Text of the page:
Redirect Audio from PC to Mac
My goal: to simultaneously play the audio of both a PC and my Mac to a single sound output.
Solution 1: Audio mixer panel
The most reliable way is to purchase an audio mixer. The advantage is that the delay is likely negligible, and it is easy to adjust the relative volume. The disadvantage is that you can't easily use a Bluetooth headset. Although some mixers have Bluetooth, most have only Bluetooth input (for a microphone), and even those that do, are not capable to sending feedback (like pressing the adjust volume keys on your headphone) back to a computer. So this solution is nice when making a (semi) professional recording, not so much for home use.
Solution 2: Play through with Quicktime
My preferred solution is to send the sound output from the PC (using the blue/cyan port on your PC sound card) to the line in input on my Mac, and then redirect the line in to the line out.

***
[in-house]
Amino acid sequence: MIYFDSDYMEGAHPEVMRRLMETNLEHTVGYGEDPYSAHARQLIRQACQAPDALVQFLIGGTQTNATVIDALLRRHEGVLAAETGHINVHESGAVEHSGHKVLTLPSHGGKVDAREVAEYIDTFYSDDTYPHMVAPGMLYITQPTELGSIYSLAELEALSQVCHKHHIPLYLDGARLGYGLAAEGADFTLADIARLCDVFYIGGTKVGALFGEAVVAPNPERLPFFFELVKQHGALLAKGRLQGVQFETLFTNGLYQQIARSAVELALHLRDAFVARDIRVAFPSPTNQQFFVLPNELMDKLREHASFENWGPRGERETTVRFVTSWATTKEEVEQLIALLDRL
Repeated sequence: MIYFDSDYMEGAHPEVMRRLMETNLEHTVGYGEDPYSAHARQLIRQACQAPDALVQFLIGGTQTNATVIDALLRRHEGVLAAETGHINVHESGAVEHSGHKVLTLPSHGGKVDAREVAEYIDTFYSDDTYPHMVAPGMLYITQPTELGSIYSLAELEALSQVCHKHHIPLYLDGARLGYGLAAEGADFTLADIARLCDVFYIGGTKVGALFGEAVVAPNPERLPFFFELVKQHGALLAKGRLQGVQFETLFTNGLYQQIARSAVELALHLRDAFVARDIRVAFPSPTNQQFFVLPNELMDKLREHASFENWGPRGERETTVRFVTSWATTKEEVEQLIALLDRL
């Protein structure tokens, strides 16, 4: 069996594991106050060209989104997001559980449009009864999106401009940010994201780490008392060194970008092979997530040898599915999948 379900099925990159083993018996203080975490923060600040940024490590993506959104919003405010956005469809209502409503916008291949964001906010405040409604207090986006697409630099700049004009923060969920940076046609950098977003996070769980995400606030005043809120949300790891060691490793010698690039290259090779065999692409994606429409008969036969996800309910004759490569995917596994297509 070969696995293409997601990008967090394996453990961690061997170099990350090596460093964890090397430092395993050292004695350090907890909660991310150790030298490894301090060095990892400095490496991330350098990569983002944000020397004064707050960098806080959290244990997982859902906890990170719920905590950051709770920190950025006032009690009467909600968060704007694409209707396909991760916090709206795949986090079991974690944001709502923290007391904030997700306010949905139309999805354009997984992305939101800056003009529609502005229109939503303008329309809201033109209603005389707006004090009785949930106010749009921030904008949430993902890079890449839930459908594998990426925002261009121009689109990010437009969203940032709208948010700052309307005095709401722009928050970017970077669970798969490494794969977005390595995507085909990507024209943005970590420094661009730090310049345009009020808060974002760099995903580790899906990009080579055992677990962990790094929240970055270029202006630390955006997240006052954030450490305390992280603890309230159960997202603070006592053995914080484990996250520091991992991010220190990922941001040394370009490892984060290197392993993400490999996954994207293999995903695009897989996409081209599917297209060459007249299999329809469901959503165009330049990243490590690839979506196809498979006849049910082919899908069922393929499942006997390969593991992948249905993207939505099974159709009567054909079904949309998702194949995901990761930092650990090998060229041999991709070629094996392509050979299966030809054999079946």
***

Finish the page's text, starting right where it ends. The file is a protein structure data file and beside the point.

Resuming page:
A few software solution exists that can do this, including QuickTime, Garageband, several applications by Rogue Amoeba, and the open source command line tool `sox`. The difference between the different solution is (a) the amount of buffering, which may lead to additional delay, and (b) the option to adjust the volume.
The QuickTime solution works by:
1. Open QuickTime player on MacOS 10.6 or higher. 2. From the File menu, select New Audio Recording. 3. Click the expand triangle (next to the record button) and select Line in as input/ 4. Set the volume using the slider.
The advantage of this solution is that it is free, and has volume control.
An often mentioned disadvantage is the additional delay that is added. If this is an issue to you, check one of the other solution mentioned at https://superuser.com/questions/58188/is-there-a-way-to-listen-to-the-input-sound-on-mac-os-x, including GarageBand, sox, and Audio Hijack from Rogue Amoebe. Audio Hijack is very nice, but is priced at $60 (USD) excluding VAT. The former (free and very simple) LineIn application from Rogue Amoebe is no longer supported or working on a modern macOS.